No matter how amazing your marketing campaigns might be, they won’t be right for everyone. Your ideal customer isn’t the company that has a full internal staff to handle their digital marketing needs. And it won’t be the client that doesn’t realize the importance of email marketing—unless you convince them.
The best customer is the one that has experimented with this mode of advertising, maybe had some success, and then didn’t have the time to make the most of their opportunities.
This business recognizes the importance of an effective email campaign but doesn’t have the time, knowledge, or resources to put it into motion.
2. Create a Business Plan for Your Email Marketing Business
Before you get started, you’ll need an idea of what resources you’ll need—and how to monetize your business in a practical way. We’ve answered the biggest questions about clients, costs, and profits below.
Who is the target audience?
As a freelance email marketing consultant, you will need to understand your target audience. It will not be companies that are so big they employ their own people to handle their marketing needs. And it won’t be companies so small they don’t think they need email marketing services. You’re going to be charged with finding those companies that understand the value of email marketing and have maybe tried it themselves, but don’t have the time or technological expertise to fully realize its potential. These will probably be successful local and regional companies with a defined and growing brand.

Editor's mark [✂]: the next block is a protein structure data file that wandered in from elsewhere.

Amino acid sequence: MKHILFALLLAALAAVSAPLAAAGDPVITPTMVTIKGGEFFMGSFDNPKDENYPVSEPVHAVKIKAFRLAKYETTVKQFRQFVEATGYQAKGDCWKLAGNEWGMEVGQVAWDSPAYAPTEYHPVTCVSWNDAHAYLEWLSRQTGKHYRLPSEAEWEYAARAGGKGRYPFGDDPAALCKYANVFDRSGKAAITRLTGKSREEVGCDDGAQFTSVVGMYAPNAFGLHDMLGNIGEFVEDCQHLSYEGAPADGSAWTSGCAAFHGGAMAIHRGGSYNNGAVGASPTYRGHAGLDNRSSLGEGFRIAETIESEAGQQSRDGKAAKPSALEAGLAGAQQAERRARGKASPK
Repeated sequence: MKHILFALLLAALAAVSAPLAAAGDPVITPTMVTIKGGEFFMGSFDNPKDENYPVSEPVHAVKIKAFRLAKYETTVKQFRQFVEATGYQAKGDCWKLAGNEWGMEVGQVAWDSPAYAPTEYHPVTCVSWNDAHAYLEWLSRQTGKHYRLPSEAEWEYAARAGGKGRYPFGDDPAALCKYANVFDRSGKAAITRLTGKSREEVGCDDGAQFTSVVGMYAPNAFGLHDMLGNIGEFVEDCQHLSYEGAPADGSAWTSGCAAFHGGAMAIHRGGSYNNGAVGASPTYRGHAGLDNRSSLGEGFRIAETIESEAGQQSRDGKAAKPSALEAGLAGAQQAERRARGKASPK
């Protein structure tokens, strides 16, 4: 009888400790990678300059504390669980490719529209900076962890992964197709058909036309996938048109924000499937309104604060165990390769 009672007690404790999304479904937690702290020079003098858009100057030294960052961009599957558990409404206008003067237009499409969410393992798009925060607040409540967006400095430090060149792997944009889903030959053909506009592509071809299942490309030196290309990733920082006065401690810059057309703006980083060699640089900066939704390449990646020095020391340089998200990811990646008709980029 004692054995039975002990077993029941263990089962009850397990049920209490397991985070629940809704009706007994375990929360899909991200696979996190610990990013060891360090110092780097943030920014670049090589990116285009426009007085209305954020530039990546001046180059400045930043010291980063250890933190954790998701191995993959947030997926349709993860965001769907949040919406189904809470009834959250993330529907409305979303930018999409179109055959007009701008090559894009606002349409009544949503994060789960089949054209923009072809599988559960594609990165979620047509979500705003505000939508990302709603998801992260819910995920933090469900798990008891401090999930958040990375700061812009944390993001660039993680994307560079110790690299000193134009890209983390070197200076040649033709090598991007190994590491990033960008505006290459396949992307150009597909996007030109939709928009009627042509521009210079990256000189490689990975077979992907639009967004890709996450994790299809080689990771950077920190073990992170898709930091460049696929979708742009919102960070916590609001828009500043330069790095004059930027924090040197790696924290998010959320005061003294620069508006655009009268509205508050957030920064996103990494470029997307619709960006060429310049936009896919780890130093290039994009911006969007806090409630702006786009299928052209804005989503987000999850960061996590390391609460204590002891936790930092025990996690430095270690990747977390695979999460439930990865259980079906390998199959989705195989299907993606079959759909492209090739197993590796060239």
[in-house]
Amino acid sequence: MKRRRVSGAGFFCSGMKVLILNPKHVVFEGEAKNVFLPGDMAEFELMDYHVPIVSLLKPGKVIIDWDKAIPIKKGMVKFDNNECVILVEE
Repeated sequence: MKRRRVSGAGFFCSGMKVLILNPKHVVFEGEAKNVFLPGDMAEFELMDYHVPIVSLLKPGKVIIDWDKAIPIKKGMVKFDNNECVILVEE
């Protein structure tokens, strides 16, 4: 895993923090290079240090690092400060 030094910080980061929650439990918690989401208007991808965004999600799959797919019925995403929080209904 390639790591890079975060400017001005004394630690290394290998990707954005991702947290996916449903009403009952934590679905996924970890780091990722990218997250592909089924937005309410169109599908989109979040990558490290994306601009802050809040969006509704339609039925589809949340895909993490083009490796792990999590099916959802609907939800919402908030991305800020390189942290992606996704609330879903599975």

How much money will it take to get started?
The start-up costs for an email marketing business are very low. All you’ll need is a laptop and a marketing platform like ConvertKit, ConstantContact, EmailOctopus, or Hubspot. These platforms charge a monthly fee (ConvertKit, for example, cost $60 per month) and charge a small fee for each email sent. You’ll also need an excellent web page of your own from which you can market your services.
3. Identify your client’s needs.
Businesses have plenty in common when it comes to the challenges of successful email marketing. Creating campaigns that present relevant information and convert customers down the sales journey is vital for just about any user of email marketing. But they may need someone to code emails, build them in a template, write copy and content, or develop advanced marketing automation journeys.